If anything does go wrong, one of the Elantra N's trump cards is its class-leading warranty. The sporty sedan comes with a five-year/60,000-mile new vehicle limited warranty, a 10-year/100,000-mile powertrain warranty, and a seven-year anti-perforation warranty. Hyundai also throws in three years or 36,000 miles of complimentary scheduled maintenance.
The NHTSA has only evaluated the new Elantra N for the rollover test, for which it attained a full five-star rating. The standard 2022 Elantra achieved a full five-star overall safety rating, including a four-star rating for the frontal crash and five stars for the side crash. The Elantra N should have no trouble replicating these results. The IIHS's review of the Hyundai Elantra resulted in Good ratings in every crashworthiness test and it was named a 2021 Top Safety Pick. We expect the 2022 Elantra N to continue in the same vein.
Like other Elantras, the sporty N model comes with vehicle stability management, electronic stability control, traction control, and hill-start assist. Tire pressure monitoring rounds out the list of active safety systems. A complement of six airbags includes dual front, dual front-side, and side-curtain airbags. A rearview camera is standard and images are projected onto the 10.25-inch central display.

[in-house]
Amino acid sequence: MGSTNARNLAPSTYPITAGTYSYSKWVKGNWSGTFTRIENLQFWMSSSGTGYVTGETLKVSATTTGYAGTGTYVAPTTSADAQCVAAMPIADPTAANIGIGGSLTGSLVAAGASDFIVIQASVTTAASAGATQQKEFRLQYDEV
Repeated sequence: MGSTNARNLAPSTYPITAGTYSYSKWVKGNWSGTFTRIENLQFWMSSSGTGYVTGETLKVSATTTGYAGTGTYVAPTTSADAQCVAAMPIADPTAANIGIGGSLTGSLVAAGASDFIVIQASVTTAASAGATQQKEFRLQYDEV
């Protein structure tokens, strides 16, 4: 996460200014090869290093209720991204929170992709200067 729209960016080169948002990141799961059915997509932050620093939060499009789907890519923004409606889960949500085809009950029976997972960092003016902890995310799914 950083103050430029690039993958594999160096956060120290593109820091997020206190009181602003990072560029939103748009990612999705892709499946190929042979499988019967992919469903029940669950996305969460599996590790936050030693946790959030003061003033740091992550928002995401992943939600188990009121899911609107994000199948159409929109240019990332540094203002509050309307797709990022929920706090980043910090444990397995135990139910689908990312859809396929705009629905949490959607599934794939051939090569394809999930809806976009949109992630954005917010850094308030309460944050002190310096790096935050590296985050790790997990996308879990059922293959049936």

The more advanced driver-assist equipment consists of forward collision avoidance with pedestrian detection, blind-spot monitoring with rear cross-traffic alert, lane-keeping assist, lane following assist, driver attention warning, high beam assist, safe exit warning, and rear occupant alert. Reverse parking collision avoidance assist is limited to the DCT model, but both Elantra Ns only get regular cruise control, not the smart cruise control system equipped to some non-N Elantra derivatives.
If you're looking for an affordable performance car to put a huge grin on your face, the 2022 Hyundai Elantra N sedan is an impressive option. In a segment full of standout vehicles like the Honda Civic Si, Subaru WRX, and Volkswagen Jetta GLI, the Elantra N burns bright with an ear-popping exhaust, near-perfect chassis, outrageous styling, and a performance-oriented interior. Hyundai managed to create a track weapon without ruining the Elantra's practicality, though the aforementioned competitors offer more plush suspensions.